Minnesota was granted statehood in 1858, and in 1865, the Minnesota legislature appointed Henry H. Eames as the first state geologist. Eames produced two annual reports that focused on the region north of Lake Superior, where he claimed to have found a major gold deposit. In the heady gold rush that followed, a “quasi-military organization” made up of former soldiers recently returned from the Civil War set up shop as the first gold mining company at Lake Vermilion. They settled in unceded lands where the Bois Forte Band of Chippewa resided. To avoid violence, the Bois Forte Band ceded their land surrounding the lake and were forced to accept a smaller reservation farther northwest. But the “second California,” as Eames boasted to potential financiers in New York, never materialized because Eames’s claims of gold turned out to be fraudulent. The damage was done, however, and geologic mapping and mining research around the lake turned to focus on the nearby massive iron ore deposits.
Indigenous land dispossession not only resulted from geological mapping; it actually funded some of the surveys. The Morrill Land-Grant Act handed over 145 square miles (375 square kilometers), 98% of it ceded Dakota territory, to the State of Minnesota, which later assigned the benefits of the act to the University of Minnesota in 1868. Additional lands were granted specifically to fund the Minnesota Geologic and Natural History Survey in 1873. The federal government paid pennies on the dollar to the Dakota on the value appraisals gave the land at the time, turning it into wealth that the UMN continues to benefit from today.
Our Stories of Geology
Winchell’s legacy is still discussed in modern textbooks and biographies published as recently as 2020. These works largely excuse or ignore the racism embedded in his views and the ethics of his science as being a consequence of a different time. Michi Saagiig Nishnaabeg scholar, writer, and activist Leanne Simpson points out in her book As We Have Always Done, however, that this type of thinking normalizes the white, settler perspective and erases the perspective of Indigenous Peoples. She asks, “Whose historical context and whose standards” are we evaluating history based upon? Winchell’s legacy must also be evaluated in the historical context and standards of Indigenous Peoples.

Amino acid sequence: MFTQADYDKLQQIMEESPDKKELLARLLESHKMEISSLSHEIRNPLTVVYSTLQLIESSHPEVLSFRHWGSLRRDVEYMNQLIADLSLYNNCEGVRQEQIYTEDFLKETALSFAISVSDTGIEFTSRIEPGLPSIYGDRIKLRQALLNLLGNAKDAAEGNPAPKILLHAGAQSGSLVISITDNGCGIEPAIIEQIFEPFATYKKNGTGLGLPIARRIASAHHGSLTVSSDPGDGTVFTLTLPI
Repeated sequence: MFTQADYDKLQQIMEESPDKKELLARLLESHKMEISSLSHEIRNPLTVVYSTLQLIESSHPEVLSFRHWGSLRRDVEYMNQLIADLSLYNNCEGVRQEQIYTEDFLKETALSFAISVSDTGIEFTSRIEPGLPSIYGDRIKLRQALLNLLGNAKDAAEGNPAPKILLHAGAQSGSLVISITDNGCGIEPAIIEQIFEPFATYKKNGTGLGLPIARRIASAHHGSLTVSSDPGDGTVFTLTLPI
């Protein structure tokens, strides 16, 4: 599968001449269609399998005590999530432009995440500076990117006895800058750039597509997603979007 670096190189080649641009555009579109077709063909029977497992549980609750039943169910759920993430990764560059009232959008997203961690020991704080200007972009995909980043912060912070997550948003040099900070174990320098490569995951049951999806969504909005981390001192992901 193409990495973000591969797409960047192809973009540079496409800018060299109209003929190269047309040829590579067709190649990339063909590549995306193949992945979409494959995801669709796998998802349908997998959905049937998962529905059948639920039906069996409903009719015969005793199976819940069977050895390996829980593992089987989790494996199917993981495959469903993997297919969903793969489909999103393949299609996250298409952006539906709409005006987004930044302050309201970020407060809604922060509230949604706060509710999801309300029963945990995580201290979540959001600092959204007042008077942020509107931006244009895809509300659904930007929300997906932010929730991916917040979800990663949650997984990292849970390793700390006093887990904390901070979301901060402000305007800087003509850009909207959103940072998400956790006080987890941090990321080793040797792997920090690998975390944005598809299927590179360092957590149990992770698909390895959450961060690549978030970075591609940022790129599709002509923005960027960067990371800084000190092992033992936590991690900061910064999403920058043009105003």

Early in his career as survey director, Winchell and other scientists accompanied George Armstrong Custer in the 1874 Black Hills Expedition, an expedition that advanced the dispossession of Lakota homelands. Sioux scholar Nick Estes explains in his book Our History Is the Future that the Black Hills—He Sapa in the Lakota language—are “the heart of everything that is” to the Lakota people and sacred to more than 50 Indigenous nations. The 1868 Treaty of Fort Laramie banned U.S. citizens from entering the Lakota reservation encompassing the Black Hills except for those employed and authorized by the U.S. government to do so. Custer’s military obtained this authorization by claiming the expedition was for reconnaissance, whereas the geologists, including Winchell, said they were looking for fossils. The expedition’s miners actually struck gold, and the rush of white settlement and U.S. land claims that followed were in clear violation of the treaty. Although Winchell himself may not have been seeking gold, he chose to participate in a military expedition on Lakota territory prominently connected with gold exploration and the drive for U.S. expansion. Yet the ethics of this research are not widely discussed, if at all, in the history of geology presented at UMN or in biographies.